Port Jack Glen is a small glen situated in lower Onchan
Port Jack Glen is situated in lower Onchan and has two entrances. The main entrance is at the bottom of Royal Avenue and the lower entrance is behind the shops at Port Jack. Access is by electric tram, bus, on foot from Onchan, or by car. Car parking is on the roadside.
Until the beginning of the 1960s, Port Jack Glen was a small, undeveloped valley at the bottom of Royal Avenue. This area had originally belonged to The Douglas Bay/Howestrake Estate Company who gave it, in 1892, to Douglas Corporation.
After a great many years of wrangling with Douglas Corporation, Onchan Commissioners finally took control of the glen in 1959. They immediately commenced to landscape it with paths, bridges, steps, iron railings and small planting areas. The stream was dug out and controlled to form two small ponds before flowing under the road and out to the sea at Port Jack.
The little river had once been the tail-race of the mill belonging to Howestrake Farm which stood at the bottom of Royal Avenue when it was a meadow, approximately where no's 92 and 94 stand now. The water for this mill originated under what is now aptly named The Springfield Court Residential Complex.
The bottom entrance to the glen used to have an iron archway over the gate with the letters OVC (Onchan Village Commissioners), Port Jack Glen.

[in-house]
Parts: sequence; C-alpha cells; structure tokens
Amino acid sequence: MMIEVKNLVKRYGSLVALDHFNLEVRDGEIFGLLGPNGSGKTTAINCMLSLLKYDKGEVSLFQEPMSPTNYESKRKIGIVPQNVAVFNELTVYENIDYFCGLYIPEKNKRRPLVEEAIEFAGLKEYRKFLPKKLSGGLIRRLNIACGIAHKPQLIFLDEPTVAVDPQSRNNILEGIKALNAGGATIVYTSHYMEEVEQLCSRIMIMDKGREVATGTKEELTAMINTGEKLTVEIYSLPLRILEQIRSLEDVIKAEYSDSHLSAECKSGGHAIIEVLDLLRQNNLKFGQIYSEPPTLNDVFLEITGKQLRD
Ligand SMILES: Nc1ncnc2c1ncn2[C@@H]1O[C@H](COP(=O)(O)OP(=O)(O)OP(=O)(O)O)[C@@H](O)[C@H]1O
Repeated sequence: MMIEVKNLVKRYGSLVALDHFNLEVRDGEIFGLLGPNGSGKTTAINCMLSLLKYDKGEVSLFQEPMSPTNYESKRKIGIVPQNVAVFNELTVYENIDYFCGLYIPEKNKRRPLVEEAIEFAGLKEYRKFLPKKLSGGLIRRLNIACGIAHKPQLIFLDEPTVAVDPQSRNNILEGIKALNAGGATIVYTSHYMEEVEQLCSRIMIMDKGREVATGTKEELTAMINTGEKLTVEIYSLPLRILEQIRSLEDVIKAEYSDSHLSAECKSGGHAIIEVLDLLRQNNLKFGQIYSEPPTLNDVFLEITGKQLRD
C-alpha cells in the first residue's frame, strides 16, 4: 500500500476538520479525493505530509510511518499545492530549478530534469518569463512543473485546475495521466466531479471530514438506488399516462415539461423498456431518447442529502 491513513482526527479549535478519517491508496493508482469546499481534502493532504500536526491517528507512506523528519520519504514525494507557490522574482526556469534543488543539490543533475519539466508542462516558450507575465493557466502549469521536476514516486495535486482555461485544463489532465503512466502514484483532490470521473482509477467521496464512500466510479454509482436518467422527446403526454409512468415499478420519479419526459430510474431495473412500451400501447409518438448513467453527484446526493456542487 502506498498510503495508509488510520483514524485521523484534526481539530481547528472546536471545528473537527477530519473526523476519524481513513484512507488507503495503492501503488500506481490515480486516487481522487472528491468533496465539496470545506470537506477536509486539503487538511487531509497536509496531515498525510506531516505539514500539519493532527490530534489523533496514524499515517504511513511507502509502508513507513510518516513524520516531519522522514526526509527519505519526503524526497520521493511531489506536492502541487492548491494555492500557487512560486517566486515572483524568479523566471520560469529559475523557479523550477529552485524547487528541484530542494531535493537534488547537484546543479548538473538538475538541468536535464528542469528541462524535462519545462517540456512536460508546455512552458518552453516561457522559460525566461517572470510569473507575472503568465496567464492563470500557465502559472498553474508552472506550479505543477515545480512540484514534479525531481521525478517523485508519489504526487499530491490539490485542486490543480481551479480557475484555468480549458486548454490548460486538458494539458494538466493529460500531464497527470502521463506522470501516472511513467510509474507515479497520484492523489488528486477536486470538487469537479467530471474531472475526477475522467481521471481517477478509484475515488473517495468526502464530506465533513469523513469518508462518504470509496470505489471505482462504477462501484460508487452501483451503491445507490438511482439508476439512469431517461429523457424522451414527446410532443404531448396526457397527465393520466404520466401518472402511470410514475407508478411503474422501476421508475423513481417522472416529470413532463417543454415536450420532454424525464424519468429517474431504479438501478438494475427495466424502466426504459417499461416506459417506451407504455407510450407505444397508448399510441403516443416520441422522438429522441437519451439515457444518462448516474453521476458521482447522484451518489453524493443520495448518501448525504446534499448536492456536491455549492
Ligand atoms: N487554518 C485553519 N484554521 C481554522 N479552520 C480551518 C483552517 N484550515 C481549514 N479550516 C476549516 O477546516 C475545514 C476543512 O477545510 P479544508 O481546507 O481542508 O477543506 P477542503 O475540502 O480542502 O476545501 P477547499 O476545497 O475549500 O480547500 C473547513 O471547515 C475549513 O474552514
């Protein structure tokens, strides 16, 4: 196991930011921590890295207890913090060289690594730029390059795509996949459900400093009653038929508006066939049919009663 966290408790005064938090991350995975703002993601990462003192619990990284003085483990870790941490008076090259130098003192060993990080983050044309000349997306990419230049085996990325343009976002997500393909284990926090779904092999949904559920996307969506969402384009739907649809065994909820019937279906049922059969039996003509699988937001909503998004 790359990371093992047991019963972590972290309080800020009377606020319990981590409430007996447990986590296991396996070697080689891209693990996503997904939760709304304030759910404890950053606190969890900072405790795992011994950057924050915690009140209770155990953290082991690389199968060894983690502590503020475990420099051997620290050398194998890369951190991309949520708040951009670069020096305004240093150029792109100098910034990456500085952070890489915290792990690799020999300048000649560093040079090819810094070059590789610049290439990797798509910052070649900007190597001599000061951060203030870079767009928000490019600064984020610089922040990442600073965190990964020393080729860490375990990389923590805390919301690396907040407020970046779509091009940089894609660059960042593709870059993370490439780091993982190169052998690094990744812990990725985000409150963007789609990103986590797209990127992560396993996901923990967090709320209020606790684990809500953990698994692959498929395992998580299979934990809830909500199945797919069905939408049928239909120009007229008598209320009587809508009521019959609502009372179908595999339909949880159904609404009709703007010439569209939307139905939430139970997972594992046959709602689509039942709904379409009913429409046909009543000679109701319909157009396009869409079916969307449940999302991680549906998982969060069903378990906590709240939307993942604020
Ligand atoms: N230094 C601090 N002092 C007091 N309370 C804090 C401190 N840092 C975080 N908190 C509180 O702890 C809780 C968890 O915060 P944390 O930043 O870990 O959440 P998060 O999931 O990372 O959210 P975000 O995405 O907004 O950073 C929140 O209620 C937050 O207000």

Port Jack Glen celebrated its centenary in 1992 when the Onchan Commissioners arranged for activities and entertainment to take place within the glen for its parishioners.
Onchan Commissioners completed one of its Millennium projects by replacing the entrance at the top end of the glen in Royal Avenue.
The original entrance, used by many high school students to keep them dry whilst waiting for the school buses, was built in 1960 and was showing structural damage.
The new entrance consists of a bus shelter with seating area and a public clock, which faces up Royal Avenue. It was built at a cost of £71 000. Isle of Man Transport contributed £3,000 and the Mann 2000 committee gave a grant of £10,000.
It was designed by The Kellett & Robinson Partnership and the work was carried out by Curtins structural engineers and Curphey Bros (Builders) Ltd.
A stone plaque was unveiled on September 6th 2000 commemorating the opening.
The houses on the east side were built in 1898 followed by the west a few years later in 1906. This second phase of building, by Mr Alexander Gill, was to entice the growing number of holidaymakers away from Douglas, to stay in these newly constructed boarding houses.
On the 11th June 1940 the houses on both sides of the glen were commandeered for use as an internment camp for German and Austrian internees. Each house was occupied by between twenty and forty people in eight to ten rooms.
This camp closed in July 1941 only to reopen in September of the same year with Italian internees who were held there until November 1944. Now, they are mostly converted into flats.
[Source: Manx Glens - A stroll through history]
[Acknowledgement: Suzanne Cubbon]